The solution makes heavy use of anonymity.  The participating endpoint computers that hold Bitcoins and mine for new Blockchain extensions are all named by cryptographic keys, and can create new names for themselves as often as they like.  The proof-of-work aspect of the Blockchain protocol prevents what are called Sybil attacks, in which some computer hijacks a system by pretending to be an enormous number of computers operating in concert.  Without anonymity, and fear of Byzantine behavior, BitCoin’s, proof of work would not be needed.
The power of the BlockChain
The modern view is that the concept of a BlockChain be taken as a separate entity: in this modern perspective, BitCoin needs a BlockChain with certain additional special properties, and implements one using its own probabilistic protocol.
Viewed in this more modern way, a BlockChain is simply:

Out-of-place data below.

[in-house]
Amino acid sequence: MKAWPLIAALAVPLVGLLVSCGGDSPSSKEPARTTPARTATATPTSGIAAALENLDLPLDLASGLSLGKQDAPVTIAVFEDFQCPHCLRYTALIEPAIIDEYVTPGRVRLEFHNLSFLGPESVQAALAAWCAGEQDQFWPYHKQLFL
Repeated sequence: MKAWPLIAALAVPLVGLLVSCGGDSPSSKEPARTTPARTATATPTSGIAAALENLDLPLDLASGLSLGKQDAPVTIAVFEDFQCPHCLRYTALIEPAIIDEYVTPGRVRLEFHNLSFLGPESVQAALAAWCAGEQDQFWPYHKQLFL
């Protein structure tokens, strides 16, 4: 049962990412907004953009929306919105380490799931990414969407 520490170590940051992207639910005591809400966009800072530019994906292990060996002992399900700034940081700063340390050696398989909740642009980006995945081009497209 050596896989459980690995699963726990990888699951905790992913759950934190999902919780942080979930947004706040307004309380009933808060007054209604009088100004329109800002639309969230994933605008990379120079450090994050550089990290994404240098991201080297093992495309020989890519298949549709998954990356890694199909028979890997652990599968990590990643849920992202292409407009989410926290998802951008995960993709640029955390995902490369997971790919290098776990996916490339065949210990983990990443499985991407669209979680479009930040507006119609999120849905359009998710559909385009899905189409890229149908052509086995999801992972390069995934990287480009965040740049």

• An append-only log of records.
  • The records are ordered, which is evident from the first requirement, but also include a cryptographic signature that somehow witnesses the prior blocks.  Thus the integrity of the BlockChain can easily be checked by scanning it front to back or back to front, confirming that each record correctly countersigns the prior ones.
  • The content of each of the blocks in the BlockChain is similarly protected: each block has a cryptographic signature spanning the information it holds.  Various schemes can be used: a hash over the records, a Merkle tree of signatures, etc.  But the upshot is that a valid BlockChain has a form of cryptographic proof of integrity built into it.  An intruder who seeks to tamper with the chain would need to rewrite the entire suffix starting with the modified record, and the deployment would often make this prohibitively difficult (for example, in BitCoin, the whole BlockChain is fully replicated to all participants).